Jay Sodagar & Juliet Meyers in 4.2 Tolerance

Note: This review is from 2004

Review by Steve Bennett

Despite the conceit that this show has a theme, 4.2 Tolerance is simply another straightforward, late-night club-style two-hander, featuring a pair of comics emerging from the stand-up circuit. But to add some interest and diversity to the format, one is Jewish and female, the other Asian and male.

Juliet Meyers is first up, claiming to be the more tolerant of the two - moments before deriding the entire French nation with a broad stereotype. When it comes to gags, subtlty and nuance are not her strong points, as proved by a later line: "Do black lesbians have bigger dildos?"

Not that this is a typical line in her routine, mind you. In fact, it's hard to say what a typical line might be, as her unfocussed, scattergun approach encompasses all sorts of topics and all sorts of styles. Some of them work, a couple very well, some don't.

This means her routine lacks a consistent comic personality; we learn little about what makes her tick, and the set is the worse for it.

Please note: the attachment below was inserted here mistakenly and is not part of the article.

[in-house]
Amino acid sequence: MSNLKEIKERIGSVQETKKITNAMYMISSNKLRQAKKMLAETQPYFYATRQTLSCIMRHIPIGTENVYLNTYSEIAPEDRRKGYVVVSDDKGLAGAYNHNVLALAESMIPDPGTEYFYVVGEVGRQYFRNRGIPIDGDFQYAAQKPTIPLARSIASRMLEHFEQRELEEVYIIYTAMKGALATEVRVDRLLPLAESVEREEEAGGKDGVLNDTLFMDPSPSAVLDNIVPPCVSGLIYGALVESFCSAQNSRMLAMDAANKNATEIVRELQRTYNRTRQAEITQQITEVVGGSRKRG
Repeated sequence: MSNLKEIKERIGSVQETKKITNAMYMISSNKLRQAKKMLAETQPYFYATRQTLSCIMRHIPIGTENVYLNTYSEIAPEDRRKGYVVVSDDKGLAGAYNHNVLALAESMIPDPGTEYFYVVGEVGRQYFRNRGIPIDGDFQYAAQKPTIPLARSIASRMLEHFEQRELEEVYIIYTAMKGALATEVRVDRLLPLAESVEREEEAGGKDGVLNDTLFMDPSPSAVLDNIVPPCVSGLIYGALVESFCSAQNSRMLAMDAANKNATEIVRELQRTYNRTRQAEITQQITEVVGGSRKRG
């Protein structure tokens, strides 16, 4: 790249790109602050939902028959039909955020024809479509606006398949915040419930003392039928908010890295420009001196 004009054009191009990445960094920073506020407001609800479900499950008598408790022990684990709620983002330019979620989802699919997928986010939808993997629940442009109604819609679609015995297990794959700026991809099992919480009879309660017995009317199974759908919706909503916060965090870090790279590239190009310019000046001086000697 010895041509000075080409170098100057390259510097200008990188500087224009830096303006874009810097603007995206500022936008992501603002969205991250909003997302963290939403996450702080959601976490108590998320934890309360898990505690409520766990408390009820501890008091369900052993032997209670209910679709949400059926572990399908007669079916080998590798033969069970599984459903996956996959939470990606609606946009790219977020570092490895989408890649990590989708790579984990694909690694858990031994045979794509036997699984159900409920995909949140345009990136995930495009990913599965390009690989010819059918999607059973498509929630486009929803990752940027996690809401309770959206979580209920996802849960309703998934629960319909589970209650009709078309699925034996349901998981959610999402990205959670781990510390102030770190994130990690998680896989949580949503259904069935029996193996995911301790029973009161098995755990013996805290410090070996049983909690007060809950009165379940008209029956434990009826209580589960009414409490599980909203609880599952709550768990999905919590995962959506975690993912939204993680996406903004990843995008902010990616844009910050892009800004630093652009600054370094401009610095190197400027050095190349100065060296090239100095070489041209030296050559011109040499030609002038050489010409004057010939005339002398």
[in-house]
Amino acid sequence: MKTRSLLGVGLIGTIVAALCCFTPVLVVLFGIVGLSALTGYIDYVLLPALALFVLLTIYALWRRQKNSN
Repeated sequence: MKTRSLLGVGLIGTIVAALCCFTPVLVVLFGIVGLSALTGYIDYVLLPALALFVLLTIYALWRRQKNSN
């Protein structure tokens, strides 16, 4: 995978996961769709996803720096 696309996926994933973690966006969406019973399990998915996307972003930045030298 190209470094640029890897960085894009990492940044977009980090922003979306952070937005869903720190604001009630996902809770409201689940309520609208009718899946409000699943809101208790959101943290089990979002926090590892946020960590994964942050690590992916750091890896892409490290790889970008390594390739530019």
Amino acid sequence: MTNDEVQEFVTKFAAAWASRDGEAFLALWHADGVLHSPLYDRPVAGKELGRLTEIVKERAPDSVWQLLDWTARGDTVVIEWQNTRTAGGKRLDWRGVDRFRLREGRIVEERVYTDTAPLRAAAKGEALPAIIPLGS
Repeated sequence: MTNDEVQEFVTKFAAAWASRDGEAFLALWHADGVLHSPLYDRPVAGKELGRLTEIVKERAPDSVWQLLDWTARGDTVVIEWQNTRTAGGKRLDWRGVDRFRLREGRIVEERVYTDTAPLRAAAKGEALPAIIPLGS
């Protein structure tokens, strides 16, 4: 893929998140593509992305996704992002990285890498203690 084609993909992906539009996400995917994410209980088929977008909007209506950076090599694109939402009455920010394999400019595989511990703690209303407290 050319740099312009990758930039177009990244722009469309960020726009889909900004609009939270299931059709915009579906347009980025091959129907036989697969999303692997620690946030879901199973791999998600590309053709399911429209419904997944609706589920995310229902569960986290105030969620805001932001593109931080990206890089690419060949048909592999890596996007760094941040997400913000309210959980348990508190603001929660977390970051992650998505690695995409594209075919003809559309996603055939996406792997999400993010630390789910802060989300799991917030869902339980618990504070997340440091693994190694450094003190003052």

One stance is suggested by the more anecdotal routines touching on New Age concepts, her veganism and a naturist dolphin-watching trip in Thailand, but if she is something of a hippy, it's not a viewpoint that she makes much of.

However, she seems reasonably at ease on stage and can fashion a joke, so if she looks more at who she is, there is potential to be tapped.

Jay Sodagar has the opposite problem. His stance that's more easy to nail down as a grassroots Leftie, but he fails to deliver much material from that soapbox.

His politics seem naïve, possibly by design, the stuff of slogans rather than debate. Racism's bad, tuition fees are bad, give firefighters more money, give teachers more money, give nurses more money, give doctors more money and ­ for the only surprise ­ give train drivers less money.

He complains that MPs are not representative because they don't vote the same way as his audience would. But then when were a couple of dozen twentysomething comedy fans representative, either? Their response also suggests he's preaching to the converted.

Sodagar's hatred of racists is similarly dumbed down, simply taking their weak old pub jokes and turning them around by replacing the word 'Paki', or whatever, with the word racist. He's compiling an impulse-purchase book of 1,001 of these, and surely won't have much problem reaching his target.

There are a few half-decent observations in amongst all his set, and a few half-decent jokes (though I wouldn't count his favourite 'It's Hutton dressed as sham' among them) ­ but he never really gets to grips with his hobbyhorse subjects.

Both he and Meyers may yet have something of interest in them, but this unexceptional show isn't yet it.

Review date: 1 Jan 2004
Reviewed by: Steve Bennett

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